The "kindness and awareness of the community" is frequently said by students to be one of the most valued aspects of their experience here. "Articulate" and "inquisitive" undergraduates are evident in large numbers. "Students tend to be very politically aware and active with very liberal points of view" and are "mostly peaceful relaxed people" amidst an "open-minded social environment." The dorms are divided into different themes, and "the residential staff is professional and keeps the housing community functioning and safe." "The campus police are pretty awesome people," as well. Evergreen is respected by students throughout the college for its "forward-thinking" administration and faculty, with a "dedication to sustainability" being clearly evident around the campus.

Campus Life

Evergreen has a "booming extracurricular life"; students enjoy the "thriving local art and music scene, very hip and fresh," in Olympia as well as easily accessible Seattle or Portland. "The Flaming Eggplant, the student-run cafe, is simply the cheapest and most delicious place on the planet," as well as a very popular hangout. The Student Activities office has no shortage of options for undergraduates here, with "more than fifty different clubs and student groups." Physical activity is popular, and the recreational center has racquetball, a pool, a rock-climbing wall, and various places to exercise. There is "no shortage of local hiking, backpacking, and biking opportunities." "Hikes in the woods, down to the beach, or up to the bluff are very common as well as late-night stargazing." The physical surroundings are viewed with much admiration at Evergreen. "Our campus is set back in this magical forest with these winding paths down to the beach. There are tree forts, giant sculptures, dream catchers in the trees, hidden drum circles, and music everywhere." As one student describes fondly, "To me, it is reminiscent of Thoreau's solitude in nature."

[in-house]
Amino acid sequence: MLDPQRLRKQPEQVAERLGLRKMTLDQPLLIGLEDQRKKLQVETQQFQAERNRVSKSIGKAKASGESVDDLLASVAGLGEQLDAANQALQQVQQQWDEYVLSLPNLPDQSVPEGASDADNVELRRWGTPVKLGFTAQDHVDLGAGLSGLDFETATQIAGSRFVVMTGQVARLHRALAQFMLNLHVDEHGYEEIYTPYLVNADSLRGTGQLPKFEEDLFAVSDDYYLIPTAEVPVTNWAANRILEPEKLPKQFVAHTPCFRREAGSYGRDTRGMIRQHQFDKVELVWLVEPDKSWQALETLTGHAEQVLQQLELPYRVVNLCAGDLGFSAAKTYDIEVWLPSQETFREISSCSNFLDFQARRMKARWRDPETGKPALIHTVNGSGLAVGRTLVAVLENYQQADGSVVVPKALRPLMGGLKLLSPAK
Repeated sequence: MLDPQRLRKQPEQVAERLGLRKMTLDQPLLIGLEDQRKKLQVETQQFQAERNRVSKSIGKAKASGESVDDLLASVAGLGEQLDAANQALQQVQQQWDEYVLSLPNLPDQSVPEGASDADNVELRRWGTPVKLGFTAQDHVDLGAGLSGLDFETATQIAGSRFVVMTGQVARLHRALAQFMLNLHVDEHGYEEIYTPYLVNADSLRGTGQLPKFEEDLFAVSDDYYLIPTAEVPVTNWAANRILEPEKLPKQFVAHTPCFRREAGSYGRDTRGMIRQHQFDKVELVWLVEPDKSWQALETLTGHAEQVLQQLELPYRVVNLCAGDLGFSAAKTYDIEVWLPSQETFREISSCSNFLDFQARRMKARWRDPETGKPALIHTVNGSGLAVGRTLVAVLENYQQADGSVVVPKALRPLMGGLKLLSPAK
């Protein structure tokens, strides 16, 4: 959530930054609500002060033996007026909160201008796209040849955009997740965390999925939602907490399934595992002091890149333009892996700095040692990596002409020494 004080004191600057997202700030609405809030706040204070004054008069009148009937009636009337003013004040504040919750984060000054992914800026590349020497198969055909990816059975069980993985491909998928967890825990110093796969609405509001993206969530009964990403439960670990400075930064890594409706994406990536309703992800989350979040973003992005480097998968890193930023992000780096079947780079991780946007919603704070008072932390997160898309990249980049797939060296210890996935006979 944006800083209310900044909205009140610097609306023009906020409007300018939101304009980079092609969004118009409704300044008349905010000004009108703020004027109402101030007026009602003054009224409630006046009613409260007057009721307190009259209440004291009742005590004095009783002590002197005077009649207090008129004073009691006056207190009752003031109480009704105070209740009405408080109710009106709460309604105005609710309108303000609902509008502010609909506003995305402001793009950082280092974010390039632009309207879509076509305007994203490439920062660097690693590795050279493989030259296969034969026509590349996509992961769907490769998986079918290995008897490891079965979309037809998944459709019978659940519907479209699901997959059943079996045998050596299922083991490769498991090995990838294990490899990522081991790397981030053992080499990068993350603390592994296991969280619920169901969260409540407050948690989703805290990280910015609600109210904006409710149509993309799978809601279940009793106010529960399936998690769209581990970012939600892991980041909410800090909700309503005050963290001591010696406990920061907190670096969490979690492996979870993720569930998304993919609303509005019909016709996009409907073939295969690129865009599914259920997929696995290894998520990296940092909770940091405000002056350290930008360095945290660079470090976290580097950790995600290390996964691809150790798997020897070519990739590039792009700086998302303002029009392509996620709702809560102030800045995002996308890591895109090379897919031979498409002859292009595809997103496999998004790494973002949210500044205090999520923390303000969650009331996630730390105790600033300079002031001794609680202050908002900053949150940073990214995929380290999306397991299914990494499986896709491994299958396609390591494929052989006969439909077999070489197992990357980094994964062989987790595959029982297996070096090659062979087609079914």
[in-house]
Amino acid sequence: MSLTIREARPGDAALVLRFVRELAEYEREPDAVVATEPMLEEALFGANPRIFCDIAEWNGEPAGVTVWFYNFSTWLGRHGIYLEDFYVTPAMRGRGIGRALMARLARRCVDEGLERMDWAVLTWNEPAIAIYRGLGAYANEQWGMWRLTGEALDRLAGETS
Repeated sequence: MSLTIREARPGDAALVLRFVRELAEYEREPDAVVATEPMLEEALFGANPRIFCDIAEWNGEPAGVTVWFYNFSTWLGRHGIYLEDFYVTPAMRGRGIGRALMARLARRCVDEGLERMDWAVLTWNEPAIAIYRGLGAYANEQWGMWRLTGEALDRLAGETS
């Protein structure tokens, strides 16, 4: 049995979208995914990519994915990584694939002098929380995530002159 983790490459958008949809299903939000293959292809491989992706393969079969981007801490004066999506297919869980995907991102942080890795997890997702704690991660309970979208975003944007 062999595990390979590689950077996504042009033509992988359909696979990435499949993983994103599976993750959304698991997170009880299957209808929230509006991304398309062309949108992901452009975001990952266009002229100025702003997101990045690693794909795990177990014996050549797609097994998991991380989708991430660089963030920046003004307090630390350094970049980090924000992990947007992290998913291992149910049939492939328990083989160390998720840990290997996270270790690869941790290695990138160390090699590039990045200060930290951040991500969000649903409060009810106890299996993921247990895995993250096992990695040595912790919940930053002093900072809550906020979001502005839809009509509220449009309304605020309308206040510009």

Acceptance Rate
Average HS GPA

GPA Breakdown

Over 3.75
3.50 - 3.74
3.25 - 3.49
3.00 - 3.24
2.50 - 2.99
2.00 - 2.49

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SAT Reading
25th-75th percentile
(enrolled students)
480 - 620
SAT Math
25th-75th percentile
(enrolled students)
440 - 560
SAT Writing
25th-75th percentile
(enrolled students)
440 - 570

Concordant SAT Scores